KARACHI, Pakistan — The Bollywood megastar Shahrukh Khan is causing a stir in Pakistan — and not because he has a new film out. He published anarticle last week describing at length how he feels persecuted and stereotyped for being a Muslim.
He especially lamented having to defend the extremism of other Muslims: “Whenever there is an act of violence in the name of Islam, I am called upon to air my views on it and dispel the notion that by virtue of being a Muslim, I condone such senseless brutality.”
And he admitted that he gave his children names that would not easily identify them as Muslims. “I imagine this will prevent my offspring from receiving unwarranted eviction orders and random fatwas in the future,’’ he wrote.
For days, Khan’s article has made headlines here, with special TV news packages including clips from his films dramatizing his perceived plight as a Muslim. At dinner parties, people have been debating how Bollywood’s leading man could possibly have such a rough time.
This response sheds new light on the ever-complicated relationship between Pakistan and India.
On Sunday, Hafiz Saeed, founder of the militant group Lashkar-e-Taiba, which is believed to be behind the 2008 terrorist attacks in Mumbai, invited Khan to move to Pakistan and “live here as long as he wants.”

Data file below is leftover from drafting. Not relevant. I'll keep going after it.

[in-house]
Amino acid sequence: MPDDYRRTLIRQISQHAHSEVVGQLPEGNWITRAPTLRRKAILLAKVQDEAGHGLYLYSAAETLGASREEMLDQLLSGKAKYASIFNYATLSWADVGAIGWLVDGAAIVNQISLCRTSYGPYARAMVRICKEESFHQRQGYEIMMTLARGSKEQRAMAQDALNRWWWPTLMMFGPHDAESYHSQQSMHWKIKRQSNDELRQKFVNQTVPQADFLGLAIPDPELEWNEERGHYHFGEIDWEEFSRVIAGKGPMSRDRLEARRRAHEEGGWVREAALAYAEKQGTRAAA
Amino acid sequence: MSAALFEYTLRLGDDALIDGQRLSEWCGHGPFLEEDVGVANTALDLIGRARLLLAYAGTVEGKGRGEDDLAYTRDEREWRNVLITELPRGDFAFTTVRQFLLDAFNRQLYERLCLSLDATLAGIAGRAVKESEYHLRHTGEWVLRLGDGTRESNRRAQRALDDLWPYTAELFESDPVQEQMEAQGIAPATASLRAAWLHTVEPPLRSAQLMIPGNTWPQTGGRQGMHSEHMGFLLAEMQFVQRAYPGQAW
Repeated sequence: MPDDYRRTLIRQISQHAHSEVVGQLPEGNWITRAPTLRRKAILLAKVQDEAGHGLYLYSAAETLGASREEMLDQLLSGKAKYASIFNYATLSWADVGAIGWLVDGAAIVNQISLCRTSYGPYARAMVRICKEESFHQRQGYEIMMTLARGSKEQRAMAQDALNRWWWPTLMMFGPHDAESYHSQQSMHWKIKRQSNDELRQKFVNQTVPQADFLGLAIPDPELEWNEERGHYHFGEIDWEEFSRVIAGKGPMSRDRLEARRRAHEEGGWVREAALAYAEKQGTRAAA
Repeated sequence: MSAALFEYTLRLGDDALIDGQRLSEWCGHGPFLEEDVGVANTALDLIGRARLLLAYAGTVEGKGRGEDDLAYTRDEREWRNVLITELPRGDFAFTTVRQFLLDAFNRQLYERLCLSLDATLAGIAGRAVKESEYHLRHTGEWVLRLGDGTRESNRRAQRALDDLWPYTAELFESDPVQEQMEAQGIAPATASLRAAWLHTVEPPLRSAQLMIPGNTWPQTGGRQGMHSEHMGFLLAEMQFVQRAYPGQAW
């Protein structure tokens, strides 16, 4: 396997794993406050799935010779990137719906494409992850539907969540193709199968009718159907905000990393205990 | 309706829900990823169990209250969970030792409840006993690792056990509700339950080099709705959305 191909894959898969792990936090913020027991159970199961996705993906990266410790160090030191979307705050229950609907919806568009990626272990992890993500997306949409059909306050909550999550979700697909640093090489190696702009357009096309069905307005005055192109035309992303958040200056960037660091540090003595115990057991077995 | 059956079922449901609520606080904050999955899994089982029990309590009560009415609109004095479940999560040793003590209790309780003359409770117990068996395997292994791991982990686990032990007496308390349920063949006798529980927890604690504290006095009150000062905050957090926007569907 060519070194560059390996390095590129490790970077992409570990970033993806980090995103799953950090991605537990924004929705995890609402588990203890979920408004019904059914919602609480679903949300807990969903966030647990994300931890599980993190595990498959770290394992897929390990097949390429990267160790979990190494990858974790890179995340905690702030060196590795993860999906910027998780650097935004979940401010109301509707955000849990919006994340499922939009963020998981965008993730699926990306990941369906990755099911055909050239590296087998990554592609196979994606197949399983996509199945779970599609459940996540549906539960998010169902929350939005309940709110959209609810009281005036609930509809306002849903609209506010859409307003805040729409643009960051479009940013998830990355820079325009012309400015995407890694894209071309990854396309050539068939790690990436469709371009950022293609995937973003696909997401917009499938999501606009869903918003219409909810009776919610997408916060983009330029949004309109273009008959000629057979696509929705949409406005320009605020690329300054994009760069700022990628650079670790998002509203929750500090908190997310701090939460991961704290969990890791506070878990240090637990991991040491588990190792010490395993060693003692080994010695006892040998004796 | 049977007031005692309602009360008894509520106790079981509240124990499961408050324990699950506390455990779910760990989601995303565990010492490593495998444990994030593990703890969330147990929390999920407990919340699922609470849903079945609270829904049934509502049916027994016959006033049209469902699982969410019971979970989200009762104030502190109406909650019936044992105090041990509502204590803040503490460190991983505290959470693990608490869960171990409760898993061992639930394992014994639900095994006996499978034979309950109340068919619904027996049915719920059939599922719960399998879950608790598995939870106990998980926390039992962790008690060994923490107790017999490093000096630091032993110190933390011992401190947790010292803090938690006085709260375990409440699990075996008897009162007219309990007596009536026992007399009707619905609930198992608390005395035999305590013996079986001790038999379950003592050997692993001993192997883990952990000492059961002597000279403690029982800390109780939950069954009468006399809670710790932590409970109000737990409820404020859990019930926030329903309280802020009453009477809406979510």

Unwilling to be upstaged by an extremist, especially in an election year, Pakistan’s interior minister, Rehman Malik, called for India to provide security for Khan. This sparked a war of words, with India’s home secretary, R.K. Singh, claiming that India is capable of protecting its citizens. (Malik laterconceded in a tweet that his counterpart had the situation under control.)
That militants and ministers were moved to respond to Khan’s article says a lot about Pakistan’s tangled relationship with India.
Weddings here pulse to the soundtrack of Bollywood films; movie theaters pack in audiences with each release from across the border; Indian soap operas dominate television ratings; and there is no shortage of star-struck Shahrukh fans. Driving through the streets of Karachi and Peshawar, I have seen dozens of barber shops adorned with posters of Khan. A film about a young boy’s obsession with the actor, “Shahrukh Khan Ki Maut” (“The Death of Shahrukh Khan”), won hearts and acclaim at a film festival here in 2005.
Yet politicians like Malik and Saeed can’t help but exploit the public’s appetite for Indian culture to serve their political ends. It is a tragedy that public affinity for a popular actor is twisted and used to fuel, rather than overcome, antagonism.
Malik’s concerns for Khan’s safety were expressed days after cease-fire violations along the Line of Control in Kashmir almost jeopardized the recent détente. By engaging Khan’s statements, Malik sought to grab moral high ground and take a parting shot at India just as bilateral tensions were easing: Cross-border trade and travel resumed this week.
At a time when many Pakistanis are hankering for improved ties and people-to-people contact with India, “savvy” P.R. seems like part of the problem.